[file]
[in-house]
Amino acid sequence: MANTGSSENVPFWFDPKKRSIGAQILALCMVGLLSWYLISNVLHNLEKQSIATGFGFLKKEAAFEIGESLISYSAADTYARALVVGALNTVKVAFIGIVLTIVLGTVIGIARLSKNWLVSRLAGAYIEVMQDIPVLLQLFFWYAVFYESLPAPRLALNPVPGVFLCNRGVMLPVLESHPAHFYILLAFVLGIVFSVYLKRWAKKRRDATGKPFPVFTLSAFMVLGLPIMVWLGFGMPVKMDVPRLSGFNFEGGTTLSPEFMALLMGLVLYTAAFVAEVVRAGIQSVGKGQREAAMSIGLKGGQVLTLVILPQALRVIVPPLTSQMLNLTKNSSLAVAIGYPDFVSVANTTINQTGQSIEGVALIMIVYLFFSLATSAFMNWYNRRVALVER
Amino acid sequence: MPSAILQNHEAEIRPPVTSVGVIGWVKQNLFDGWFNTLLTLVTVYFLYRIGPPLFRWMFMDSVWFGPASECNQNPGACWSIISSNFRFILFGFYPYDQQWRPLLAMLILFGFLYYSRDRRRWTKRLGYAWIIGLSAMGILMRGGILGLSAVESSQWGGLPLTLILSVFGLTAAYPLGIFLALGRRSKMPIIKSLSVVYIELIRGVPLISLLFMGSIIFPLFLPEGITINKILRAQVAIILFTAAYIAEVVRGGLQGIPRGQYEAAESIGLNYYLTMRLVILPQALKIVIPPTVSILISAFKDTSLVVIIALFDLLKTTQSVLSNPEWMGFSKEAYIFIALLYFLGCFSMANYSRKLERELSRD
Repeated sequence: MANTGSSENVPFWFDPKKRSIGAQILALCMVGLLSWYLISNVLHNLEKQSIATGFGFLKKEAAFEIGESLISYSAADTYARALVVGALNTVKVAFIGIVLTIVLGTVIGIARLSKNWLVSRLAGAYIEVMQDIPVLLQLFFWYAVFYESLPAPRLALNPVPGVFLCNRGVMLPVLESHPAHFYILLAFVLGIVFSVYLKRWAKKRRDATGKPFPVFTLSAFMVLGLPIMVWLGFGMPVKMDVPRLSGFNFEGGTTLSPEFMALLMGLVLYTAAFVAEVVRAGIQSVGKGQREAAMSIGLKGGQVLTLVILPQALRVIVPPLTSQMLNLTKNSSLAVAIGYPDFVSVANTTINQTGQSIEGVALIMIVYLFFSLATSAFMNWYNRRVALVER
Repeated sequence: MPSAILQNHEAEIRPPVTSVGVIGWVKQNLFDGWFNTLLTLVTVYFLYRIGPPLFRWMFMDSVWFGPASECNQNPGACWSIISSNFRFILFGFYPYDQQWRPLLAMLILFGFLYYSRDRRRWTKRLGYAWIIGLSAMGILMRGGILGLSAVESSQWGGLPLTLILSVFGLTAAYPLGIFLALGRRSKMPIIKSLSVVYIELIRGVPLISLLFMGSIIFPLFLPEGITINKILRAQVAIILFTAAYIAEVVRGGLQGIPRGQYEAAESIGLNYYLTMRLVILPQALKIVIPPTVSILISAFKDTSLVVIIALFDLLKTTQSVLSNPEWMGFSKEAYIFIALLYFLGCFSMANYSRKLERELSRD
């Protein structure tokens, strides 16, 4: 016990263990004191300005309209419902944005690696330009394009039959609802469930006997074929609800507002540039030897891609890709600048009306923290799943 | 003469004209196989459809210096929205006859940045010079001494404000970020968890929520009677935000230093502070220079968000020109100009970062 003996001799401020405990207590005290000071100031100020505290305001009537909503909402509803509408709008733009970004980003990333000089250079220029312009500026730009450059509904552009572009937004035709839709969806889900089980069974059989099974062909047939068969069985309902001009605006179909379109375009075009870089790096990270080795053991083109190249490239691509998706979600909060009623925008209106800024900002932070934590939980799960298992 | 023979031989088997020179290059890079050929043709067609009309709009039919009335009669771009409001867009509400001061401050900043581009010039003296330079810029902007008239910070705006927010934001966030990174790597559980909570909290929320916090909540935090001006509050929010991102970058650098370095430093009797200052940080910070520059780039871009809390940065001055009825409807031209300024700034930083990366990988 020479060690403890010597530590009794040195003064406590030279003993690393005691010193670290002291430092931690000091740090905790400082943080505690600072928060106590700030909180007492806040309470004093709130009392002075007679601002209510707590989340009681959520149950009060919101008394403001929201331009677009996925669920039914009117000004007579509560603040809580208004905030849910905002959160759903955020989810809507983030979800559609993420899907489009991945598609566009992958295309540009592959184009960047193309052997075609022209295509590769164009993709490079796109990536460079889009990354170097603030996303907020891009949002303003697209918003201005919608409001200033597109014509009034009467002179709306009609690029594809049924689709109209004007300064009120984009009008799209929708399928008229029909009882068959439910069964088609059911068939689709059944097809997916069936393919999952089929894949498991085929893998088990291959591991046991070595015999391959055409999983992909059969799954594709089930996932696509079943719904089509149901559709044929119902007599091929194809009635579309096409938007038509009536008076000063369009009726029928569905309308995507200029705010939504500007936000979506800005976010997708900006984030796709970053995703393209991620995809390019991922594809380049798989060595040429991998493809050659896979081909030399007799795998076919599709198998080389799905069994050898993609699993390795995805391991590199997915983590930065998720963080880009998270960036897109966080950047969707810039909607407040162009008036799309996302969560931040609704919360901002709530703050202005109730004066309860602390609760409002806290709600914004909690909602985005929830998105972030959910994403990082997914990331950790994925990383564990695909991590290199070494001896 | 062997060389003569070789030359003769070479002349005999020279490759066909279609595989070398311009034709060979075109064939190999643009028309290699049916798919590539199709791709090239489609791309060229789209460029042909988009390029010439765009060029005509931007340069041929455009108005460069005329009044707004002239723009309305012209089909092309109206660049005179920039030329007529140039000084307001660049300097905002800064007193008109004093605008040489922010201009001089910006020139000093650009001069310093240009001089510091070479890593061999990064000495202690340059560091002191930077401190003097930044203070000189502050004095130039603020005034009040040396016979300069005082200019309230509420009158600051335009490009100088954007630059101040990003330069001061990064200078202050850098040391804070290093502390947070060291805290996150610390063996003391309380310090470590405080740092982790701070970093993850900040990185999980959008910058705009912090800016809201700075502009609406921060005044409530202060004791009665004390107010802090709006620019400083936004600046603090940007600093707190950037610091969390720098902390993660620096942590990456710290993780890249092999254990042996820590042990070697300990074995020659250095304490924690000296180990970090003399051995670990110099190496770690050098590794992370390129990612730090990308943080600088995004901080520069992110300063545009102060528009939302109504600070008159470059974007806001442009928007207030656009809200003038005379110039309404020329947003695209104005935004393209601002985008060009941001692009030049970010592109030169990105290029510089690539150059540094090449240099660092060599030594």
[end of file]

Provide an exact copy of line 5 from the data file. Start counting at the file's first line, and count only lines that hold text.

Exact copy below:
Repeated sequence: MPSAILQNHEAEIRPPVTSVGVIGWVKQNLFDGWFNTLLTLVTVYFLYRIGPPLFRWMFMDSVWFGPASECNQNPGACWSIISSNFRFILFGFYPYDQQWRPLLAMLILFGFLYYSRDRRRWTKRLGYAWIIGLSAMGILMRGGILGLSAVESSQWGGLPLTLILSVFGLTAAYPLGIFLALGRRSKMPIIKSLSVVYIELIRGVPLISLLFMGSIIFPLFLPEGITINKILRAQVAIILFTAAYIAEVVRGGLQGIPRGQYEAAESIGLNYYLTMRLVILPQALKIVIPPTVSILISAFKDTSLVVIIALFDLLKTTQSVLSNPEWMGFSKEAYIFIALLYFLGCFSMANYSRKLERELSRD